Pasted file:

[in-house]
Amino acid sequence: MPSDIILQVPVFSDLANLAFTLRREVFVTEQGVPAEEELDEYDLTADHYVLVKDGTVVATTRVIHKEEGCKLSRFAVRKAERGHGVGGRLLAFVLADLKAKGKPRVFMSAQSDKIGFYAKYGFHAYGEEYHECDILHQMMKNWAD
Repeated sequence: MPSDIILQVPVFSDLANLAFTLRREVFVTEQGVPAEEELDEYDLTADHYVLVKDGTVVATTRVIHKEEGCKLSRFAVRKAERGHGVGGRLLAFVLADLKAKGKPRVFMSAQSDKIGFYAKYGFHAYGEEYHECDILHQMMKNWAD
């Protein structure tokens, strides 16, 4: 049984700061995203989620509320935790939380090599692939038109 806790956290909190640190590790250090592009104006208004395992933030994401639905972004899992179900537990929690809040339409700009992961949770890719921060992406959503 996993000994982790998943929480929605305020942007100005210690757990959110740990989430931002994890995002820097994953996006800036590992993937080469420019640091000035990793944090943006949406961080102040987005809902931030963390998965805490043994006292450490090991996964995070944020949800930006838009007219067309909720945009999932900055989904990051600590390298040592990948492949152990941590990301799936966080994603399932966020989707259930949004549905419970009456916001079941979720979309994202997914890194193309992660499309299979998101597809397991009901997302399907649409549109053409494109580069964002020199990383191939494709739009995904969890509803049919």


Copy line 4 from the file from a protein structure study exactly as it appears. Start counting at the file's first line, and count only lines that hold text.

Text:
């Protein structure tokens, strides 16, 4: 049984700061995203989620509320935790939380090599692939038109 806790956290909190640190590790250090592009104006208004395992933030994401639905972004899992179900537990929690809040339409700009992961949770890719921060992406959503 996993000994982790998943929480929605305020942007100005210690757990959110740990989430931002994890995002820097994953996006800036590992993937080469420019640091000035990793944090943006949406961080102040987005809902931030963390998965805490043994006292450490090991996964995070944020949800930006838009007219067309909720945009999932900055989904990051600590390298040592990948492949152990941590990301799936966080994603399932966020989707259930949004549905419970009456916001079941979720979309994202997914890194193309992660499309299979998101597809397991009901997302399907649409549109053409494109580069964002020199990383191939494709739009995904969890509803049919």